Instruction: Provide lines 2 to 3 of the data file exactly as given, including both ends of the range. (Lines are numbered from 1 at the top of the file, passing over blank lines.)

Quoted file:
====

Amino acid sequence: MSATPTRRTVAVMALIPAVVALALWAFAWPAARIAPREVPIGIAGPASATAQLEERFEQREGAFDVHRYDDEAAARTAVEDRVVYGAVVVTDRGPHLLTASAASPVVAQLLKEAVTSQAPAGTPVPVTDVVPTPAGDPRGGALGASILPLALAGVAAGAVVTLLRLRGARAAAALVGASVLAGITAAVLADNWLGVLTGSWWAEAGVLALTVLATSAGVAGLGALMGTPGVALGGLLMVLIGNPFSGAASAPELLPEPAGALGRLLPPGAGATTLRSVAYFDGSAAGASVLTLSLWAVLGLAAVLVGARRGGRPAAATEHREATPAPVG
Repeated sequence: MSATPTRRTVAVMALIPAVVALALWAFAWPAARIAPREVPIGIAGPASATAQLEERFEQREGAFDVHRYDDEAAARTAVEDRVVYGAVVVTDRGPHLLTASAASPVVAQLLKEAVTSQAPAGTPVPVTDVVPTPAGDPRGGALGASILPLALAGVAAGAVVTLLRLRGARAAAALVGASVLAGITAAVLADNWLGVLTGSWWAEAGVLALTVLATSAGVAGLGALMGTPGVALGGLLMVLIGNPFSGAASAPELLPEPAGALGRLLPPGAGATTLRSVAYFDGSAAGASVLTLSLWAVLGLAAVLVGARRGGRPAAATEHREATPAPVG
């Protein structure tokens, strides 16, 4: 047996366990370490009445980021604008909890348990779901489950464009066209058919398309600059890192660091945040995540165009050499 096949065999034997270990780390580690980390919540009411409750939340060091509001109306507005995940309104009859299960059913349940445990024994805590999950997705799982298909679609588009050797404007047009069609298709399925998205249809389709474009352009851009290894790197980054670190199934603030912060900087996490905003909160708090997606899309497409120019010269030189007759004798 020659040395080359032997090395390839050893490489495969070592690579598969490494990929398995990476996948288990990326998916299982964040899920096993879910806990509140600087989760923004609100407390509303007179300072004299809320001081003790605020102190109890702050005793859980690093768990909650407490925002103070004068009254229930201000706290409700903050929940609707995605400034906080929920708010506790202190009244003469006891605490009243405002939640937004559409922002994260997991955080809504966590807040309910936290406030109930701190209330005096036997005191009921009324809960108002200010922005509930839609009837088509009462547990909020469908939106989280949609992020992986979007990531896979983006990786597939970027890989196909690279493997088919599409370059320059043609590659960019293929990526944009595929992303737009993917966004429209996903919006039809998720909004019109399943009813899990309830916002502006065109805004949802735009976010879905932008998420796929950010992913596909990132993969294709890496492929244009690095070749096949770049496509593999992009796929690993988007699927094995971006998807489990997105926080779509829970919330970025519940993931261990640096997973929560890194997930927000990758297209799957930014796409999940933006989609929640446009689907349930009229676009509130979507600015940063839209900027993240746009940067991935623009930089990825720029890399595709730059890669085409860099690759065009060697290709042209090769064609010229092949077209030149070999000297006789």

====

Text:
Repeated sequence: MSATPTRRTVAVMALIPAVVALALWAFAWPAARIAPREVPIGIAGPASATAQLEERFEQREGAFDVHRYDDEAAARTAVEDRVVYGAVVVTDRGPHLLTASAASPVVAQLLKEAVTSQAPAGTPVPVTDVVPTPAGDPRGGALGASILPLALAGVAAGAVVTLLRLRGARAAAALVGASVLAGITAAVLADNWLGVLTGSWWAEAGVLALTVLATSAGVAGLGALMGTPGVALGGLLMVLIGNPFSGAASAPELLPEPAGALGRLLPPGAGATTLRSVAYFDGSAAGASVLTLSLWAVLGLAAVLVGARRGGRPAAATEHREATPAPVG
């Protein structure tokens, strides 16, 4: 047996366990370490009445980021604008909890348990779901489950464009066209058919398309600059890192660091945040995540165009050499 096949065999034997270990780390580690980390919540009411409750939340060091509001109306507005995940309104009859299960059913349940445990024994805590999950997705799982298909679609588009050797404007047009069609298709399925998205249809389709474009352009851009290894790197980054670190199934603030912060900087996490905003909160708090997606899309497409120019010269030189007759004798 020659040395080359032997090395390839050893490489495969070592690579598969490494990929398995990476996948288990990326998916299982964040899920096993879910806990509140600087989760923004609100407390509303007179300072004299809320001081003790605020102190109890702050005793859980690093768990909650407490925002103070004068009254229930201000706290409700903050929940609707995605400034906080929920708010506790202190009244003469006891605490009243405002939640937004559409922002994260997991955080809504966590807040309910936290406030109930701190209330005096036997005191009921009324809960108002200010922005509930839609009837088509009462547990909020469908939106989280949609992020992986979007990531896979983006990786597939970027890989196909690279493997088919599409370059320059043609590659960019293929990526944009595929992303737009993917966004429209996903919006039809998720909004019109399943009813899990309830916002502006065109805004949802735009976010879905932008998420796929950010992913596909990132993969294709890496492929244009690095070749096949770049496509593999992009796929690993988007699927094995971006998807489990997105926080779509829970919330970025519940993931261990640096997973929560890194997930927000990758297209799957930014796409999940933006989609929640446009689907349930009229676009509130979507600015940063839209900027993240746009940067991935623009930089990825720029890399595709730059890669085409860099690759065009060697290709042209090769064609010229092949077209030149070999000297006789």